Study

Sea turtle nest conservation techniques on southwestern beaches in Turkey

  • Published source details Başkale E. & Kaska Y. (2005) Sea turtle nest conservation techniques on southwestern beaches in Turkey. Israel Journal of Ecology & Evolution, 51, 13-26.

Actions

This study is summarised as evidence for the following.

Action Category

Use signs and access restrictions to reduce disturbance

Action Link
Reptile Conservation

Protect nests and nesting sites from predation using artificial nest covers: Sea turtles

Action Link
Reptile Conservation

Relocate nests/eggs to a hatchery: Sea turtles

Action Link
Reptile Conservation
  1. Use signs and access restrictions to reduce disturbance

    A replicated, controlled study in 2000 on a sandy beach in southwest Turkey (Başkale & Kaska 2005) found that sea turtle nests protected from human foot traffic using fencing and signs around individual nests tended to have higher hatching success rates than unprotected nests. Results were not statistically tested. Nests fenced for protection had 76% hatching success (667 of 880 eggs hatched, of which 653 hatchlings reached the sea) compared to 65% hatching success of unfenced nests (3,317 of 5,075 eggs hatched, of which 3,078 hatchlings reached the sea). All nests (12 nests) in a 2.5 km section of the 8 km long Fethiye Beach were fenced (70 × 70 × 150 cm with a 1 cm plastic mesh) with a sign “Do not disturb the turtle nests” in both Turkish and English to prevent human disturbance. Nests on the rest of the beach (72 nests) were unfenced. Nests were monitored from June to September 2000.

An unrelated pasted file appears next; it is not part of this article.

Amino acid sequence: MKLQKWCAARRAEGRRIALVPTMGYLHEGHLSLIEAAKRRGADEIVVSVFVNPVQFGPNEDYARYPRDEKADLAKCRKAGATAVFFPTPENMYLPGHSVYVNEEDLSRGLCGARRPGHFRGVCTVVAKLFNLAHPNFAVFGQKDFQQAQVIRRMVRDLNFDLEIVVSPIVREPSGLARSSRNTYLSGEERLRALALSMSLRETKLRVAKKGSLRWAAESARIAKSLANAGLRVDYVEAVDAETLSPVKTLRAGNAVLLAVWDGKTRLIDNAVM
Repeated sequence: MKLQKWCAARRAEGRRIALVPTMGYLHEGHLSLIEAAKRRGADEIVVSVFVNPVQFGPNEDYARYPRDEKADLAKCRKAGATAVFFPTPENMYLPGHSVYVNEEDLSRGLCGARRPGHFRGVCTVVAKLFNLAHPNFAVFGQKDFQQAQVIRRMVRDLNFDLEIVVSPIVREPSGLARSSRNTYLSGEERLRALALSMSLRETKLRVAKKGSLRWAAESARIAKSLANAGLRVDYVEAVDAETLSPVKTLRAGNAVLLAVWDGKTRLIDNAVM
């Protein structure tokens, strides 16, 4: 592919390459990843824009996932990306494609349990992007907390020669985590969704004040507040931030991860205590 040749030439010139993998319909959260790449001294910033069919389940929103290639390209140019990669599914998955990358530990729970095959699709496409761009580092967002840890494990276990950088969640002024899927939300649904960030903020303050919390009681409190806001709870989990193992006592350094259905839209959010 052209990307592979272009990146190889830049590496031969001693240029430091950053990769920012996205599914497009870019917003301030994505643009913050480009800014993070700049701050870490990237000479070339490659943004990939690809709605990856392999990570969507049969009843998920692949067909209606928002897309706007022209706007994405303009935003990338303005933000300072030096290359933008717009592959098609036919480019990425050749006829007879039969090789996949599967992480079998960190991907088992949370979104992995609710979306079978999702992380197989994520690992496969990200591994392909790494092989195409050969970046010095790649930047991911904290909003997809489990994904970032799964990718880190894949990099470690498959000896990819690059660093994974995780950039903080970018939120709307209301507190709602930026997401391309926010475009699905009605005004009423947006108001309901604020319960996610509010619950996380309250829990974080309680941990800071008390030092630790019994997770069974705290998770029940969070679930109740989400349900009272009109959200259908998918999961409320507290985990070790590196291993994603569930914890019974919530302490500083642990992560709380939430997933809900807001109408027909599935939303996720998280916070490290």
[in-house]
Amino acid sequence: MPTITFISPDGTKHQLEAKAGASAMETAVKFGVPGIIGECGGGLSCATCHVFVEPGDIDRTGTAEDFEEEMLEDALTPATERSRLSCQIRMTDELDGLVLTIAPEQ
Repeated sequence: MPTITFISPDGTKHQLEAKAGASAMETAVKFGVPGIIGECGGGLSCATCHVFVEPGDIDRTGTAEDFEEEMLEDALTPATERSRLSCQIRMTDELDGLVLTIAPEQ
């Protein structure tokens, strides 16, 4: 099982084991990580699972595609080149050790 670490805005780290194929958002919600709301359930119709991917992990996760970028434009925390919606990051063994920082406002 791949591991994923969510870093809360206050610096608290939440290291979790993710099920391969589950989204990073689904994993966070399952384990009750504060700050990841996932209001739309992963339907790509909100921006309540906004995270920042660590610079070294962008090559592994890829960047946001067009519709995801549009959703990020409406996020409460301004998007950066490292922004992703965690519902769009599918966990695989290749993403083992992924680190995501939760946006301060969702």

(Summarised by: Maggie Watson, Katie Sainsbury)

  2. Protect nests and nesting sites from predation using artificial nest covers: Sea turtles

    A replicated, controlled study in 2001–2002 on two sandy beaches in southwest Turkey (Başkale & Kaska 2005) found that covering sea turtle nests with screens resulted in fewer eggs being predated and higher overall hatching success compared to nests that were not screened. Results were not statistically tested. Fewer nests with screens were predated (0 of 54 nests) compared to unscreened nests (Dalaman beech: Of 49 nests, 20 partially predated, 13 entirely predated, 888 eggs predated; Dalyan beach: Of 40 nests, 29 predated, 2,200 eggs predated). Overall hatching success was higher for nests with screens (screened: 74%; unscreened: 54%). Beaches were searched for nests, and those at risk of predation (54 nests on Dalaman beach) were screened with a metal grid (72 x 72 cm) and a 9 cm mesh buried 20 cm deep. A further 89 nests (49 on Dalaman beach; 40 on Dalyan beach) received no screen. Nests were monitored from June–September in 2001 (Dalyan beach) and 2002 (Dalaman beach).

    (Summarised by: Maggie Watson, William Morgan)

  3. Relocate nests/eggs to a hatchery: Sea turtles

    A replicated, controlled study in 2000–2002 on three sandy beaches in southwest Turkey (Başkale & Kaska 2005) found that relocating sea turtle nests to an on-beach hatchery may have resulted in higher hatching success compared to nests left in situ. Results were not statistically tested. Hatching success tended to be higher for relocated nests (89, 85 and 71% hatching success for 5, 37 and 6 nests respectively) compared to nests left in situ (68, 19 and 64% for 67, 40 and 97 nests respectively). For relocated nests, hatching success was not affected by time after laying that relocation took place (0–6 h: 89%; 6–12 h: 79%; 12–18 h: 70%). Nests considered to be in vulnerable locations were relocated to a hatchery. The hatchery (10 x 15 m) was enclosed by a plastic fence (2 cm mesh) that extended 0.5 m below and 2 m above the sand surface. Hatchlings were released manually from near original nest sites. Nests were monitored from June–September 2000–2002.

    (Summarised by: William Morgan)

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